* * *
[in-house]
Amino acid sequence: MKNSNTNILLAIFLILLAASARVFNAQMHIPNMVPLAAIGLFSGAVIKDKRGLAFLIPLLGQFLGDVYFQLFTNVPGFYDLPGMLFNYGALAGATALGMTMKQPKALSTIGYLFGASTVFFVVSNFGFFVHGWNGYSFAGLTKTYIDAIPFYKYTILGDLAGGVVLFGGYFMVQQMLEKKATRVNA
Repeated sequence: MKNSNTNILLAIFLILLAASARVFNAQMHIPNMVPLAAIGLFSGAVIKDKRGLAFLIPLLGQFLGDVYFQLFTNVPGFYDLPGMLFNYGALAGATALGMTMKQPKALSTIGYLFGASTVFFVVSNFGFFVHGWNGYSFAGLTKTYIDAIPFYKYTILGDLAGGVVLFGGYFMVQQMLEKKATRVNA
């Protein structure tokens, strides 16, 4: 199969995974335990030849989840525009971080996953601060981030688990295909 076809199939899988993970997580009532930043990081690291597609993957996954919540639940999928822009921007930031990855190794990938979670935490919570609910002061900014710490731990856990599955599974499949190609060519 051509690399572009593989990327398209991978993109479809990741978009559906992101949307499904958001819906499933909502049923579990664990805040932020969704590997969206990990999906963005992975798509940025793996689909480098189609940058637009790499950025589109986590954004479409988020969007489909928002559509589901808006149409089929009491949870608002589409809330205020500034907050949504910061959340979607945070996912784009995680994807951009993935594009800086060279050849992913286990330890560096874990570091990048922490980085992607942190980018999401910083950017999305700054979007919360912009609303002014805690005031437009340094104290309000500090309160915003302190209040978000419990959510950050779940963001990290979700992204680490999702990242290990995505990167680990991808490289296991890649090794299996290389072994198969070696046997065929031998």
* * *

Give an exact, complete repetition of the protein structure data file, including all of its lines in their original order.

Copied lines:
[in-house]
Amino acid sequence: MKNSNTNILLAIFLILLAASARVFNAQMHIPNMVPLAAIGLFSGAVIKDKRGLAFLIPLLGQFLGDVYFQLFTNVPGFYDLPGMLFNYGALAGATALGMTMKQPKALSTIGYLFGASTVFFVVSNFGFFVHGWNGYSFAGLTKTYIDAIPFYKYTILGDLAGGVVLFGGYFMVQQMLEKKATRVNA
Repeated sequence: MKNSNTNILLAIFLILLAASARVFNAQMHIPNMVPLAAIGLFSGAVIKDKRGLAFLIPLLGQFLGDVYFQLFTNVPGFYDLPGMLFNYGALAGATALGMTMKQPKALSTIGYLFGASTVFFVVSNFGFFVHGWNGYSFAGLTKTYIDAIPFYKYTILGDLAGGVVLFGGYFMVQQMLEKKATRVNA
């Protein structure tokens, strides 16, 4: 199969995974335990030849989840525009971080996953601060981030688990295909 076809199939899988993970997580009532930043990081690291597609993957996954919540639940999928822009921007930031990855190794990938979670935490919570609910002061900014710490731990856990599955599974499949190609060519 051509690399572009593989990327398209991978993109479809990741978009559906992101949307499904958001819906499933909502049923579990664990805040932020969704590997969206990990999906963005992975798509940025793996689909480098189609940058637009790499950025589109986590954004479409988020969007489909928002559509589901808006149409089929009491949870608002589409809330205020500034907050949504910061959340979607945070996912784009995680994807951009993935594009800086060279050849992913286990330890560096874990570091990048922490980085992607942190980018999401910083950017999305700054979007919360912009609303002014805690005031437009340094104290309000500090309160915003302190209040978000419990959510950050779940963001990290979700992204680490999702990242290990995505990167680990991808490289296991890649090794299996290389072994198969070696046997065929031998």